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Exam stress: 20-year-old woman almost died from forgotten tampon
Internal unrest, stress and fear of exams are common. Some people are forgetful when tests come up. So also a 20 year old English woman. She forgot her tampon and almost died because of it. The risk of infection is then very high!
Forgot tampon because of exam stress
England's 20-year-old Emily Pankhurst forgot an imported tampon that poisoned her blood and almost cost her life. As the British media reported, the young criminology student at the University of Canterbury was in constant stress when her menstruation started due to upcoming exams. This was probably the reason why she forgot her imported tampon and did not replace it with a new one. When she saw him nine days later, Emily was already very sick.
Nine days in the body
The removed and immediately disposed of tampon was "deep black" and "obviously coated with bacteria". The 20-year-old initially felt uncomfortable, had flu-like symptoms and a bloated stomach. But within a short time, her condition worsened. The young woman got a rash with red spots and also speech disorders. When she finally became weaker and fainted, she was taken to the clinic in an ambulance.
Patient wants to draw attention to toxic shock syndrome
After suspected blood poisoning, which had already been reported in the ambulance, the doctors in the hospital quickly found that Emily had all the symptoms of toxic shock syndrome (TSS). She was taken to the intensive care unit and was artificially fed and treated with antibiotics for three days. Due to her extreme complaints, she also received strong pain relievers. According to her own statements, the young woman still finds it difficult to walk. As Emily said, her story went public, hoping to help others take care of her health and "not take life for granted" because you never know what's coming.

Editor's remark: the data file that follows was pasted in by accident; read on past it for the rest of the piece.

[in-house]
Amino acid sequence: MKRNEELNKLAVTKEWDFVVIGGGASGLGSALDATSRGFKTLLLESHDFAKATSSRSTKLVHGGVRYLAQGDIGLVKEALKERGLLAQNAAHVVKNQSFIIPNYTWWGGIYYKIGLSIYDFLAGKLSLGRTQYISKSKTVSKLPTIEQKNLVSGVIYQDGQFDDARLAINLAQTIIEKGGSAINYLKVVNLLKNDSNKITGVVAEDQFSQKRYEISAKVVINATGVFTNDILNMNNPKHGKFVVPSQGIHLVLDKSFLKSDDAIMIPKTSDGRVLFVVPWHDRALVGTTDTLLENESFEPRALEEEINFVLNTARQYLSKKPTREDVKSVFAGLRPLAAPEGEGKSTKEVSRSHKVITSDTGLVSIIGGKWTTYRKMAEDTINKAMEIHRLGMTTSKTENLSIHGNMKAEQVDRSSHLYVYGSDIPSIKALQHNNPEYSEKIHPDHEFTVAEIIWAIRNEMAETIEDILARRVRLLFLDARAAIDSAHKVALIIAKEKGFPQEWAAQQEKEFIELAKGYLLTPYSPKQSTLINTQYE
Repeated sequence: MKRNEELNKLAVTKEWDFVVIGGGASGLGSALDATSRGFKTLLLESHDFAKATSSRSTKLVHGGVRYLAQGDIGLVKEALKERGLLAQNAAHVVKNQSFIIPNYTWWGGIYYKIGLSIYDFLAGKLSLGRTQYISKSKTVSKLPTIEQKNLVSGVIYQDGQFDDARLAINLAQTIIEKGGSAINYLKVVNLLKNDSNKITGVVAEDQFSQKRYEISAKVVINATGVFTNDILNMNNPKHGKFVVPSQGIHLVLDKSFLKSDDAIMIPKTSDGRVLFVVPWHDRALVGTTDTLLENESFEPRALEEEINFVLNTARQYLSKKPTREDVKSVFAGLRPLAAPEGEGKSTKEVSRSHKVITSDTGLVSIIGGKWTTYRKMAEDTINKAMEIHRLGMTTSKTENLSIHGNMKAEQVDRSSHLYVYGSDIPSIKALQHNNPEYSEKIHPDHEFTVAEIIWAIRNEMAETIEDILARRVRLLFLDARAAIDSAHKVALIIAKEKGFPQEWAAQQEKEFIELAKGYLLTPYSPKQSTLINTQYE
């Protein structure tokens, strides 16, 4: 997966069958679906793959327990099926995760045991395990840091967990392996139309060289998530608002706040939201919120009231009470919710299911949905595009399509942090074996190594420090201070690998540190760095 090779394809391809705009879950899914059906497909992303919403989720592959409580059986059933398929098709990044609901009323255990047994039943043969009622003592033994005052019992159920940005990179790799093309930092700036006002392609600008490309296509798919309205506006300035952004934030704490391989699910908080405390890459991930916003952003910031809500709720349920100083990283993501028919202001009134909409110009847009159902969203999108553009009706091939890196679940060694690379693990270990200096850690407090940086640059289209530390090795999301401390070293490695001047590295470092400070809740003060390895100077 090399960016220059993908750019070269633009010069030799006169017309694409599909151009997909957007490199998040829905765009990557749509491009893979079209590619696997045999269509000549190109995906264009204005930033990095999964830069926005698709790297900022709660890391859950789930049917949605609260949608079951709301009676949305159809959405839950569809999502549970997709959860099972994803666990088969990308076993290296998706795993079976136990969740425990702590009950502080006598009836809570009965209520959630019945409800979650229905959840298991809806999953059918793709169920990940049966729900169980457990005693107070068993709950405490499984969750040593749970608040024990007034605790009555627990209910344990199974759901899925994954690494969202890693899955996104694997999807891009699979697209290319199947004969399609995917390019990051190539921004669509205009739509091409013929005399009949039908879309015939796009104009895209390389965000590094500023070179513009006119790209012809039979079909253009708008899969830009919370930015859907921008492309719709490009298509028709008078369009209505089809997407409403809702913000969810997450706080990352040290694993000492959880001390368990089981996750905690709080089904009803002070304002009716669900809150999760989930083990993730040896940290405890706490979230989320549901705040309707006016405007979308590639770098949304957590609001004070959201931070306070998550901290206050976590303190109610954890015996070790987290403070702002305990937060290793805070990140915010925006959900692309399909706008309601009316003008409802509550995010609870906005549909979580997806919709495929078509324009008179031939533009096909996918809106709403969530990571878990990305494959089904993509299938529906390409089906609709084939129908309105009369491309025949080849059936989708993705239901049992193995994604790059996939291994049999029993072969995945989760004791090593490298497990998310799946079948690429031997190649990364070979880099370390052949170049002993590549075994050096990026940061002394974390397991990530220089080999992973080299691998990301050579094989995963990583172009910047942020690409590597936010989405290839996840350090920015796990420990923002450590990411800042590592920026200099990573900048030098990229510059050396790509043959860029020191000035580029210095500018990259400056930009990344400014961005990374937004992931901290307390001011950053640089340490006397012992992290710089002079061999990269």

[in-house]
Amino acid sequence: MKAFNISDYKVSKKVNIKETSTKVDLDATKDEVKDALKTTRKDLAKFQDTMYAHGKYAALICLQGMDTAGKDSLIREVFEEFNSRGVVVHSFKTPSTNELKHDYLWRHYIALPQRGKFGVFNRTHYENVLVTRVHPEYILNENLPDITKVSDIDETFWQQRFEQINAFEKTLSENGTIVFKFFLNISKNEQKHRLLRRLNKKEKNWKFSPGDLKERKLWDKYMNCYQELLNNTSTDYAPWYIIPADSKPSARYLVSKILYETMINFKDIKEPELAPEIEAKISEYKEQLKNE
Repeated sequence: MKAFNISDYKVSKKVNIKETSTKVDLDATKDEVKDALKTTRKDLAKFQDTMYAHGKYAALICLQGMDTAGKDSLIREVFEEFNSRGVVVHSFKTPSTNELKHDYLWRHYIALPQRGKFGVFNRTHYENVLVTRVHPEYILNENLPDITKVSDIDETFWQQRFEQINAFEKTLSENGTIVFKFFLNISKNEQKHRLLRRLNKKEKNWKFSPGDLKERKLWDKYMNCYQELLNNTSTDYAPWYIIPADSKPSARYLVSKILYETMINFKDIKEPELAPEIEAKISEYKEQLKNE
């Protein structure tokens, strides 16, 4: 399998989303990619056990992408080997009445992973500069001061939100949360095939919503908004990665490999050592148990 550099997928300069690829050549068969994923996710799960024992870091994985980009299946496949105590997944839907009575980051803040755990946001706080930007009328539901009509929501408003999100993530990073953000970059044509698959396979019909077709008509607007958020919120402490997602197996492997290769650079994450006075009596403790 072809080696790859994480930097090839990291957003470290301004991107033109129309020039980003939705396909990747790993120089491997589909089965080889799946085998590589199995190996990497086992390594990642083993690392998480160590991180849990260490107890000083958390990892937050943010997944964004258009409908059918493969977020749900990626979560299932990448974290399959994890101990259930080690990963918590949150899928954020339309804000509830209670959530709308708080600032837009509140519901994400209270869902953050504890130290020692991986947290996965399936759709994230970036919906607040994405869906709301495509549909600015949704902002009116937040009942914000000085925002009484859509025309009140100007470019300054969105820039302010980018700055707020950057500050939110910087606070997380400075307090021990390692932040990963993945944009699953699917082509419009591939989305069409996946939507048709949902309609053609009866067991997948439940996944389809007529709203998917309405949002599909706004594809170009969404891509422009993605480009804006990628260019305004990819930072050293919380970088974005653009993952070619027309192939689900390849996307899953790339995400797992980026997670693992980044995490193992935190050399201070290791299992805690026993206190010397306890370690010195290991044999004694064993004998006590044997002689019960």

Pathogens enter the body via tampons
TSS is an infectious disease with the Staphylococcus aureus bacterium. In theory, the bacteria can penetrate the body through any wound, but the pathogens often get into the body via tampons, especially if they stay in the body for too long. In addition to high fever, typical symptoms include headache, dizziness, a drop in blood pressure, an itchy rash, as well as muscle pain, nausea and diarrhea. Infection can also lead to severe circulatory and organ failure.
Manufacturers should use different materials
Although the disease occurs extremely rarely with one case per 200,000 inhabitants, it can be fatal, as the case of 13-year-old Jemma-Louise Roberts from Great Britain showed. The Greater Manchester girl died of toxic shock syndrome a few months ago. A few years ago, a celebrity's TSS case caused an international sensation. At that time, former Vogue model Lauren Wasser lost a leg, even though she said she had followed the rules and changed her tampons regularly. The American is certain that wrong material and a lack of information are to blame for everything. Since then, Lauren Wasser has been campaigning for a change in the materials used for tampons. According to some experts, 100 percent cotton tampons would pose a significantly lower risk. The majority of producers - also in Germany - use a mix of viscose fiber and cotton, or pure viscose. (ad)